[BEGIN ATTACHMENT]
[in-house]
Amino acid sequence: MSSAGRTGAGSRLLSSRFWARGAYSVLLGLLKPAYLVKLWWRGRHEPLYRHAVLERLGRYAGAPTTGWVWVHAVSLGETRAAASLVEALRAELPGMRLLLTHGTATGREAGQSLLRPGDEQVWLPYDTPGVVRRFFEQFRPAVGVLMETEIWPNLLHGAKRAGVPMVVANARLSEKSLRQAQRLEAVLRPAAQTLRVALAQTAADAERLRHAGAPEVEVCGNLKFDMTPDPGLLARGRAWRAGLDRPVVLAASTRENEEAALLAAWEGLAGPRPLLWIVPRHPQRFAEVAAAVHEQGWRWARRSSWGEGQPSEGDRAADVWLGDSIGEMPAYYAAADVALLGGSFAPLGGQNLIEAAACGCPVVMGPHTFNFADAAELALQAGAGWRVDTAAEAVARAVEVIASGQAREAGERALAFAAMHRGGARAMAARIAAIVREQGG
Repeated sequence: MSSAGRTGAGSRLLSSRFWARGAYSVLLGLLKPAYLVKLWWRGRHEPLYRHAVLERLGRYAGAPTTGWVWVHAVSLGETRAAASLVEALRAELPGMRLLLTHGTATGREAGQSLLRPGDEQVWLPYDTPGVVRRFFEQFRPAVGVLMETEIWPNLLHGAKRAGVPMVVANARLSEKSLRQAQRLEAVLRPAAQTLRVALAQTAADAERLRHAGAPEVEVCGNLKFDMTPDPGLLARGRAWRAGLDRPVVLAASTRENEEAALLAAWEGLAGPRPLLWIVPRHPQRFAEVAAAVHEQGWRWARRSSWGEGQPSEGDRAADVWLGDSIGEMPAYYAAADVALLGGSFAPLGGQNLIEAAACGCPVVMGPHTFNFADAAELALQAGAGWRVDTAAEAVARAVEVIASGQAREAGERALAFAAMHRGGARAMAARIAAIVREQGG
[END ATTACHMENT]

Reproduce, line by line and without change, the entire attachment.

[in-house]
Amino acid sequence: MSSAGRTGAGSRLLSSRFWARGAYSVLLGLLKPAYLVKLWWRGRHEPLYRHAVLERLGRYAGAPTTGWVWVHAVSLGETRAAASLVEALRAELPGMRLLLTHGTATGREAGQSLLRPGDEQVWLPYDTPGVVRRFFEQFRPAVGVLMETEIWPNLLHGAKRAGVPMVVANARLSEKSLRQAQRLEAVLRPAAQTLRVALAQTAADAERLRHAGAPEVEVCGNLKFDMTPDPGLLARGRAWRAGLDRPVVLAASTRENEEAALLAAWEGLAGPRPLLWIVPRHPQRFAEVAAAVHEQGWRWARRSSWGEGQPSEGDRAADVWLGDSIGEMPAYYAAADVALLGGSFAPLGGQNLIEAAACGCPVVMGPHTFNFADAAELALQAGAGWRVDTAAEAVARAVEVIASGQAREAGERALAFAAMHRGGARAMAARIAAIVREQGG
Repeated sequence: MSSAGRTGAGSRLLSSRFWARGAYSVLLGLLKPAYLVKLWWRGRHEPLYRHAVLERLGRYAGAPTTGWVWVHAVSLGETRAAASLVEALRAELPGMRLLLTHGTATGREAGQSLLRPGDEQVWLPYDTPGVVRRFFEQFRPAVGVLMETEIWPNLLHGAKRAGVPMVVANARLSEKSLRQAQRLEAVLRPAAQTLRVALAQTAADAERLRHAGAPEVEVCGNLKFDMTPDPGLLARGRAWRAGLDRPVVLAASTRENEEAALLAAWEGLAGPRPLLWIVPRHPQRFAEVAAAVHEQGWRWARRSSWGEGQPSEGDRAADVWLGDSIGEMPAYYAAADVALLGGSFAPLGGQNLIEAAACGCPVVMGPHTFNFADAAELALQAGAGWRVDTAAEAVARAVEVIASGQAREAGERALAFAAMHRGGARAMAARIAAIVREQGG